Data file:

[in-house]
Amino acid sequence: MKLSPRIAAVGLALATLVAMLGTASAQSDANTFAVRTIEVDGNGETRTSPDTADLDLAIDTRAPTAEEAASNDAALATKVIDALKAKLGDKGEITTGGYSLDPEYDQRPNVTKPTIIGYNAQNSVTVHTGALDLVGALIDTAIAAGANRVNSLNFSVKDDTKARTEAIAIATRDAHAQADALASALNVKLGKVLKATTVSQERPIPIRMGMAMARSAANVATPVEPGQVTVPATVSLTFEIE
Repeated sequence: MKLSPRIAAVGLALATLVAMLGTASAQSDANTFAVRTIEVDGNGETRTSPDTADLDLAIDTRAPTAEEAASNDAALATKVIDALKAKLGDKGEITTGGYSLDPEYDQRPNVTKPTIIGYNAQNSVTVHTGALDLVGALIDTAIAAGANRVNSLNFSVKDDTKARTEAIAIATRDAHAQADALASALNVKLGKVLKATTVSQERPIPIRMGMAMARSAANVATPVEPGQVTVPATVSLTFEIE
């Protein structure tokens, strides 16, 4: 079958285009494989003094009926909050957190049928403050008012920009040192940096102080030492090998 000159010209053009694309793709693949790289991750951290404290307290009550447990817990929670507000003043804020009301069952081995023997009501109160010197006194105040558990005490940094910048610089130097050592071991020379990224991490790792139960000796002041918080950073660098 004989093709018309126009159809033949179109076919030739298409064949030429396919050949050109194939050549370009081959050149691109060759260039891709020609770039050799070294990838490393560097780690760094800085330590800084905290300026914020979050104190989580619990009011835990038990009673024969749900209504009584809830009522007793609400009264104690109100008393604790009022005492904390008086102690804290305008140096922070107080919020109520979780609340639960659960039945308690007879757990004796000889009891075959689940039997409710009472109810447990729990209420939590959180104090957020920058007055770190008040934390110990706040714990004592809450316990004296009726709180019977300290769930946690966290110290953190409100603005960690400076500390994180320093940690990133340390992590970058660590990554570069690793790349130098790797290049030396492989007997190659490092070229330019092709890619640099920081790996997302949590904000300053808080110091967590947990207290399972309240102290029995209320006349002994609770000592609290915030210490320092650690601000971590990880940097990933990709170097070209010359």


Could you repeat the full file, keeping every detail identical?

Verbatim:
[in-house]
Amino acid sequence: MKLSPRIAAVGLALATLVAMLGTASAQSDANTFAVRTIEVDGNGETRTSPDTADLDLAIDTRAPTAEEAASNDAALATKVIDALKAKLGDKGEITTGGYSLDPEYDQRPNVTKPTIIGYNAQNSVTVHTGALDLVGALIDTAIAAGANRVNSLNFSVKDDTKARTEAIAIATRDAHAQADALASALNVKLGKVLKATTVSQERPIPIRMGMAMARSAANVATPVEPGQVTVPATVSLTFEIE
Repeated sequence: MKLSPRIAAVGLALATLVAMLGTASAQSDANTFAVRTIEVDGNGETRTSPDTADLDLAIDTRAPTAEEAASNDAALATKVIDALKAKLGDKGEITTGGYSLDPEYDQRPNVTKPTIIGYNAQNSVTVHTGALDLVGALIDTAIAAGANRVNSLNFSVKDDTKARTEAIAIATRDAHAQADALASALNVKLGKVLKATTVSQERPIPIRMGMAMARSAANVATPVEPGQVTVPATVSLTFEIE
């Protein structure tokens, strides 16, 4: 079958285009494989003094009926909050957190049928403050008012920009040192940096102080030492090998 000159010209053009694309793709693949790289991750951290404290307290009550447990817990929670507000003043804020009301069952081995023997009501109160010197006194105040558990005490940094910048610089130097050592071991020379990224991490790792139960000796002041918080950073660098 004989093709018309126009159809033949179109076919030739298409064949030429396919050949050109194939050549370009081959050149691109060759260039891709020609770039050799070294990838490393560097780690760094800085330590800084905290300026914020979050104190989580619990009011835990038990009673024969749900209504009584809830009522007793609400009264104690109100008393604790009022005492904390008086102690804290305008140096922070107080919020109520979780609340639960659960039945308690007879757990004796000889009891075959689940039997409710009472109810447990729990209420939590959180104090957020920058007055770190008040934390110990706040714990004592809450316990004296009726709180019977300290769930946690966290110290953190409100603005960690400076500390994180320093940690990133340390992590970058660590990554570069690793790349130098790797290049030396492989007997190659490092070229330019092709890619640099920081790996997302949590904000300053808080110091967590947990207290399972309240102290029995209320006349002994609770000592609290915030210490320092650690601000971590990880940097990933990709170097070209010359």